Is there an unorthodox way to memorize formulas for daily use, similar to the assimilation of multiplication tables in primary school? I included ‘without understanding’ because I do understand the formulas: given pen and paper and time to think (about the physics involved and/or dimensions) I can figure out the formula. I need to be able to use them instantly, without thinking.

Some context:
I am a physicist (PhD student) who has spent about 7 years in the field. I thought that I would by now automatically have assimilated formulas that I use daily, but this hasn’t happened. If anything, the situation progressively worsens because I vaguely remember so many formulas that I mix up similar ones. I can never come up with a formula when asked on the spot, which is embarrassing. On my desk I have stacks of formula sheets that I have to use continuously, including highschool-level formulas, which is very time-consuming.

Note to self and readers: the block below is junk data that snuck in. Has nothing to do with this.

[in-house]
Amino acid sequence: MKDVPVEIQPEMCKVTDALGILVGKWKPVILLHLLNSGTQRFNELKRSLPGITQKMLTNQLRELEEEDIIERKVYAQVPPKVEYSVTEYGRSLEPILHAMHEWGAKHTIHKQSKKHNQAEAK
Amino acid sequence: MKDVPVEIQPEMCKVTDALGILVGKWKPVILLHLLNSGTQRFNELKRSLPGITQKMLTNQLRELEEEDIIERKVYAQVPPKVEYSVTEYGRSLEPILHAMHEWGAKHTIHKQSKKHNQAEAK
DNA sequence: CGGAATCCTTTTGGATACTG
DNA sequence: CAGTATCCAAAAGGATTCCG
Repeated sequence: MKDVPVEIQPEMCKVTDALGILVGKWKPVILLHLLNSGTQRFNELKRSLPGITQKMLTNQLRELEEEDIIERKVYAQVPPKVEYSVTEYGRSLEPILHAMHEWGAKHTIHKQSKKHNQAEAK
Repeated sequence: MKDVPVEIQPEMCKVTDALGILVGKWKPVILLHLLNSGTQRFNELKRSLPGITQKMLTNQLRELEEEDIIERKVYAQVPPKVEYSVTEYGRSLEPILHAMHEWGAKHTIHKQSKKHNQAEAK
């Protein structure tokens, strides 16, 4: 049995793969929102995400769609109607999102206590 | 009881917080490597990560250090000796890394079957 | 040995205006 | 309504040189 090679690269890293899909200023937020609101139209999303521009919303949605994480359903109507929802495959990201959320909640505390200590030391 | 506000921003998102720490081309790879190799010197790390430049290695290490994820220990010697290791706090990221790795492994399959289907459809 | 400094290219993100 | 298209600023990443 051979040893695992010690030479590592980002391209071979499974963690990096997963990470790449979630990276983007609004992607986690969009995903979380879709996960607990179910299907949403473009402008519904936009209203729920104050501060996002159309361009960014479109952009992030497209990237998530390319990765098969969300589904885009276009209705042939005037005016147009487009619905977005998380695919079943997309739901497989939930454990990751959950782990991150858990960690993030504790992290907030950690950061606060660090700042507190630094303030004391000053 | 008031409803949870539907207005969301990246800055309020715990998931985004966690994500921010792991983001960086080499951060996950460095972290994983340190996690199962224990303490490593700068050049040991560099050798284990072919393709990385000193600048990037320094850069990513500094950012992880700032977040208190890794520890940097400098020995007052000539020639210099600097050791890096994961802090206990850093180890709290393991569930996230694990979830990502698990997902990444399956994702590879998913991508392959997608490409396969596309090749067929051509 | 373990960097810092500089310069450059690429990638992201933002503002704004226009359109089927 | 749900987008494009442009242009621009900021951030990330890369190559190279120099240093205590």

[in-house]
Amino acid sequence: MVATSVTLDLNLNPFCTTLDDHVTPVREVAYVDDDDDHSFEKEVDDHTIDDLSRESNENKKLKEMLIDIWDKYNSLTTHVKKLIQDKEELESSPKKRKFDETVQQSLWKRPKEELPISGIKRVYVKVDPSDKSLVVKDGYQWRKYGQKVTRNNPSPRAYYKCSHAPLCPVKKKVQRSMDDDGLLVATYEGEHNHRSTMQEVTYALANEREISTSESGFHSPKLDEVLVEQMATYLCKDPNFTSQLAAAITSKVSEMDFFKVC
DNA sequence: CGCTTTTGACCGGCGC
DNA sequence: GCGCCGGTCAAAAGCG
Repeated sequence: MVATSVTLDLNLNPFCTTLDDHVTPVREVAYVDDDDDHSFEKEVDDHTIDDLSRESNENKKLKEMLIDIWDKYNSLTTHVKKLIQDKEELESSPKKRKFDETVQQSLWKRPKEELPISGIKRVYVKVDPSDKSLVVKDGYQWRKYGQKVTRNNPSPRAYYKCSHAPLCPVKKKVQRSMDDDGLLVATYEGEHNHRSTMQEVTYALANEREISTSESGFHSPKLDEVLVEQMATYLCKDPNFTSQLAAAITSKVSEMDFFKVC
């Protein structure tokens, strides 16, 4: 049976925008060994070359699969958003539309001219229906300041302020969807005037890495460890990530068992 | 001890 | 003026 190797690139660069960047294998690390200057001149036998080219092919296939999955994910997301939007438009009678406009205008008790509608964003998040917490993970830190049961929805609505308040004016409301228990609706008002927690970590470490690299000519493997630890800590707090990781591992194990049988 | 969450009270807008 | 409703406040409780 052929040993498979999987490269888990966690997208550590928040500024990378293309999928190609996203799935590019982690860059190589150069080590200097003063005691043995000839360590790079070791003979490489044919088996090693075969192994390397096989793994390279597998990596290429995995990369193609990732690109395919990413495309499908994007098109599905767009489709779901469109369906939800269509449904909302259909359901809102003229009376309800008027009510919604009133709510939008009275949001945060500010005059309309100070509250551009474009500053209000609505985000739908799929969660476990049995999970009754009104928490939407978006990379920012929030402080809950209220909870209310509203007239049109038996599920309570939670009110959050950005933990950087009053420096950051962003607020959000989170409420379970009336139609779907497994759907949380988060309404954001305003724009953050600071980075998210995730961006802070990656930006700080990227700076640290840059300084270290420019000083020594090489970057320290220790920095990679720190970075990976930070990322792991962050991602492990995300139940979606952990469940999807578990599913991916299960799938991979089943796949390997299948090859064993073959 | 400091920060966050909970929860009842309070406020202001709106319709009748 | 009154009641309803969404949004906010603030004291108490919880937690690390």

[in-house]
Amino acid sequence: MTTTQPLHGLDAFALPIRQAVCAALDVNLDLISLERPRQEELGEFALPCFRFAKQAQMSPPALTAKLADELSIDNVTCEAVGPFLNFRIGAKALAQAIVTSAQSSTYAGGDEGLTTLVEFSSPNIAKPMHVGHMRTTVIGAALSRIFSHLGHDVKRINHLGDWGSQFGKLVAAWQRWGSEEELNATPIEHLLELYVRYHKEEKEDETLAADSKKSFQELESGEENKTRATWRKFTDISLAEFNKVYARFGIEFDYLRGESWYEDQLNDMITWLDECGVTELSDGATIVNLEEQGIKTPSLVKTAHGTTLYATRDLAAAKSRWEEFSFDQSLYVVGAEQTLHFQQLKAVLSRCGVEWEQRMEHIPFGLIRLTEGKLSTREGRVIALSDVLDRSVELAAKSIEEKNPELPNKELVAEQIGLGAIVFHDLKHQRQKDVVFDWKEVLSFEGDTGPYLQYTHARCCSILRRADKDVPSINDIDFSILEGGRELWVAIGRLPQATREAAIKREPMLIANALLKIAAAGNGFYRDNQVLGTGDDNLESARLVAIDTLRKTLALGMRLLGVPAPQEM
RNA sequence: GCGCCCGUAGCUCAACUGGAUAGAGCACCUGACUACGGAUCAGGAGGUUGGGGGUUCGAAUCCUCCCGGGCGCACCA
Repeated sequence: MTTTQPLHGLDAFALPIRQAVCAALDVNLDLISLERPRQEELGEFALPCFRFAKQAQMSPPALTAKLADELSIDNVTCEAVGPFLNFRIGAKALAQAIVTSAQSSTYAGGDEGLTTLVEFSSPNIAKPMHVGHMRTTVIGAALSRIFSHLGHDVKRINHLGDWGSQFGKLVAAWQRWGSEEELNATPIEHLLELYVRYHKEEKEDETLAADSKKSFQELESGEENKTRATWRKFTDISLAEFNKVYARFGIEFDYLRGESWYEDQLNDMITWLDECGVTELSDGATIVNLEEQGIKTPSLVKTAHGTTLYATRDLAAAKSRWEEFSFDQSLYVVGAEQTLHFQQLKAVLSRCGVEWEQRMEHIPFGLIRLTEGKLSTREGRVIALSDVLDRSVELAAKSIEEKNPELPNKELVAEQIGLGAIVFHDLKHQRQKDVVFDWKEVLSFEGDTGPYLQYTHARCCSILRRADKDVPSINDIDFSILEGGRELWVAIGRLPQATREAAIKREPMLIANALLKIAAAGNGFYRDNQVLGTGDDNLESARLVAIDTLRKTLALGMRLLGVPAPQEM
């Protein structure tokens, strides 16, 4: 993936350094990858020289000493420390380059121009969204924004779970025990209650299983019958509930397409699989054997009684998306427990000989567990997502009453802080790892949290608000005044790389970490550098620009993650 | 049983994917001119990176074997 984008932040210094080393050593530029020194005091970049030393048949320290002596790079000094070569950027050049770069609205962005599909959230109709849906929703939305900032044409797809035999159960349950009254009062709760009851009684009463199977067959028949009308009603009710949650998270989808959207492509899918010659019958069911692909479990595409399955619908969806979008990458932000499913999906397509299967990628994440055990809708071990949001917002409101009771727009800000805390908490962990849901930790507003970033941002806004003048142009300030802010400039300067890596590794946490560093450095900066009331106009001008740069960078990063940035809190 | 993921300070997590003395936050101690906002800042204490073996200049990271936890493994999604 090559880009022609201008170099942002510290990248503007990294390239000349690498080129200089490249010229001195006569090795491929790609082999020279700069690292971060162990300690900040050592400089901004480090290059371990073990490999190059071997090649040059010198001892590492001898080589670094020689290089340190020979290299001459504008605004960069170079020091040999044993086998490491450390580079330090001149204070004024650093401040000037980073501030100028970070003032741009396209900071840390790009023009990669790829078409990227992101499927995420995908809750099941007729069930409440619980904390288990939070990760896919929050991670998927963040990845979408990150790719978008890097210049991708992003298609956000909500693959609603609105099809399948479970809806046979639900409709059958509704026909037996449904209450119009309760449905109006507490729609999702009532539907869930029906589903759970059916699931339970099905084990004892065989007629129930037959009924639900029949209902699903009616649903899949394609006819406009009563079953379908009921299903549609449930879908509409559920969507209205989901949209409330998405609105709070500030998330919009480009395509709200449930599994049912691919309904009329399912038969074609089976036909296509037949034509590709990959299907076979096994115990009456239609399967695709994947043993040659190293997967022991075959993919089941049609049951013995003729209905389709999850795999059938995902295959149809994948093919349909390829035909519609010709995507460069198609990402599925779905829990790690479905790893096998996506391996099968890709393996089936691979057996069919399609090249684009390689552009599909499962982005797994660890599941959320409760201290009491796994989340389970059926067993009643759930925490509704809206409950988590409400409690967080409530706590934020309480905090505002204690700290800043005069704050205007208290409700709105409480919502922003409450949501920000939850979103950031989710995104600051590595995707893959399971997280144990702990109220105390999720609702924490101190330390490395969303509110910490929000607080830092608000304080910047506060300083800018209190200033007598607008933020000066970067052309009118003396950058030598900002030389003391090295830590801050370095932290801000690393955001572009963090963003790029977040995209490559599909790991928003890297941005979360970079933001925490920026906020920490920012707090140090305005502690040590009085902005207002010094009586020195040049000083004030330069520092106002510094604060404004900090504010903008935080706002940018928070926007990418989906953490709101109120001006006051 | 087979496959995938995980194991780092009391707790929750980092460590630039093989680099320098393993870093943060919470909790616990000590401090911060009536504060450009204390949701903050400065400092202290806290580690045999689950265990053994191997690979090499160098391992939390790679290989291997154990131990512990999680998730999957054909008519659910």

Examples: trigonometric identities, $lambda = c / f$, $k= Omega^2 m$, hamiltonians, derivatives etc.

A long time ago when I studied Latin I managed to learn meaningless sequences by heart by repeating them hundreds of times (orally an in writing), rhyming, making songs etc.
This is also the only approach I have found thus far for physics formulas, but the problem is that I need them every time in another form ($k= Omega^2 m$, $ Omega = sqrt{ k/m} $ , $ Omega^2 = k/m$, $m = k / Omega$ and so on). This means that I would have to separately learn by heart all different permutations of a formula, which is too much.

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